Mr. Popper's Penguins

Movie review by
Sandie Angulo Chen, Common Sense Media
Mr. Popper's Penguins Movie Poster Image
Parents recommendPopular with kids
Carrey's penguin antics are predictable but still funny.
  • PG
  • 2011
  • 95 minutes

Parents say

age 6+
Based on 35 reviews

Kids say

age 6+
Based on 53 reviews

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A lot or a little?

The parents' guide to what's in this movie.

Educational Value

This isn't an educational movie, but there are incidental lessons about penguins -- their habitats, how they stay imprinted on mates, their loyalty, and their flightless nature.

Positive Messages

Mr. Popper develops from a manipulative real-estate developer into a hands-on father who puts family first.

Positive Role Models & Representations

Although at first he's considered the kind of father who often disappoints his kids, Mr. Popper eventually learns to make them the top priority in his life. Although he's not perfect, he's there for his kids, and he learns from his own father's mistakes.

Violence & Scariness

As in every Jim Carrey movie, slapstick humor and physical comedy are on full display. But there's no actual violence, except that a zoo keeper is hit in the face ... with his own hand. A penguin's beloved egg is deemed unviable by a zoologist. Depictions of a busy but absentee father and how casually his death is received by his grown-up son may be confusing or upsetting to sensitive kids.

Sexy Stuff

A former husband and wife go on a date and eventually kiss; meanwhile, the ex-wife has a boyfriend. A joke includes a Viagra reference (Popper proclaims his vigor and "Viagra-tality"). A teen girl pines over a boy whom she hopes will ask her to a school dance. A man and a woman flirt after they discover a mutual idiosyncrasy. A penguin called Lovey is accused of fathering the eggs of three different penguins.


Mild insults include "butt," "stupid," "crazy," "dumb," "poo," "pee," and the like. Also "oh my God."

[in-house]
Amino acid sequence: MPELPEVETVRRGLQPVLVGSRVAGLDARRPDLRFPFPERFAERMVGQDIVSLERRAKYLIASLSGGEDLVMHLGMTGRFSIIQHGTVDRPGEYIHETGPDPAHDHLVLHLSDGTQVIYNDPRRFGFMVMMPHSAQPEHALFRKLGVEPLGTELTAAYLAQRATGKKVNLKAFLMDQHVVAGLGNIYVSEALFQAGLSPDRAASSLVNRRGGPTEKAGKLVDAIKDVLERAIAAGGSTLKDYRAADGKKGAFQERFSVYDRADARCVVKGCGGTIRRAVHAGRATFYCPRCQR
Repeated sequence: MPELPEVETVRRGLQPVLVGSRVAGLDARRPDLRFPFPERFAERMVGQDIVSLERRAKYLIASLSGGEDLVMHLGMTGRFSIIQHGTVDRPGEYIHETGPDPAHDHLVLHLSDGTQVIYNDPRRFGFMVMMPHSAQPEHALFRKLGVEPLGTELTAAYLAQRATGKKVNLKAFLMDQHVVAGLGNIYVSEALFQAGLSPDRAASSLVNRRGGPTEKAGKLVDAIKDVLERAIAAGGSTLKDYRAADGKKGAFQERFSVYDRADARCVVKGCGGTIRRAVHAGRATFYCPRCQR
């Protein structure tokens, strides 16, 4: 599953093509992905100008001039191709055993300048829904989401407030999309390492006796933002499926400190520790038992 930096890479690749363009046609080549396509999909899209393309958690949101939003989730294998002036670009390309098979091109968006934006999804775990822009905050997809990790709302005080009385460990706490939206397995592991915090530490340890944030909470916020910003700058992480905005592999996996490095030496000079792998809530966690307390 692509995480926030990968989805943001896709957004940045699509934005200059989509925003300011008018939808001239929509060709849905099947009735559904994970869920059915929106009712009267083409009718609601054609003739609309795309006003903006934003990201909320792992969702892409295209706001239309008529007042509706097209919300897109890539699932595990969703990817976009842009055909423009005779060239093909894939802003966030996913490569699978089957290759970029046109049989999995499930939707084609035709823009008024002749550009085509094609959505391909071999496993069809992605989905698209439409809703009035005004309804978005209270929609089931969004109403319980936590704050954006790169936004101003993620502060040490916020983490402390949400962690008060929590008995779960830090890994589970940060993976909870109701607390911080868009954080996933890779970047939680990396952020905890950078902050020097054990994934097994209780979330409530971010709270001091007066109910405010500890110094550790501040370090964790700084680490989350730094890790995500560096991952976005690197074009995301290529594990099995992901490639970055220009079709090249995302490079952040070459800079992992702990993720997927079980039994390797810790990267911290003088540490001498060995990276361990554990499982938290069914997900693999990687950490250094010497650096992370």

Product placement includes MacBook Pro. Many New York landmarks/teams are mentioned/featured prominently.

Drinking, Drugs & Smoking

Champagne at a fancy party; dinner reception has alcohol.

What parents need to know

Parents need to know that this live-action comedy was inspired by the classic Newbery Award-winning children's book Mr. Popper's Penguins. Like the book, the movie is fine for early elementary-schoolers, who will giggle at Jim Carrey's slapstick antics and all the messes the penguins make. Language is tame -- with the occasional "butt," "poo," "pee," and "stupid" thrown into the dialogue -- and there's some flirting/kissing, as well as one joke with a Viagra reference. Kids may pick up a thing or two about how to care for penguins, but this movie is ultimately about learning to put family first ... and laughing at sight gags.

User Reviews

  • Parents say
  • Kids say
Adult Written byisabellatrix July 1, 2011

Funny and enjoyable. Pause on the younger kids.

I took 3 kids- ages 4, 6, and 9. All in all everyone enjoyed it. Very funny! I'm not usually a Jim Carrey fan- I tend to think his humor can be a little ov... Continue reading
Parent of a 8-year-old Written byjaywdet June 17, 2011

Divorced Parents be Warned

I am not going to write a long review on this, just be warned... If you are a divorced parent and you think your child harbors any hope of you and your ex gett... Continue reading
Kid, 5 years old April 7, 2021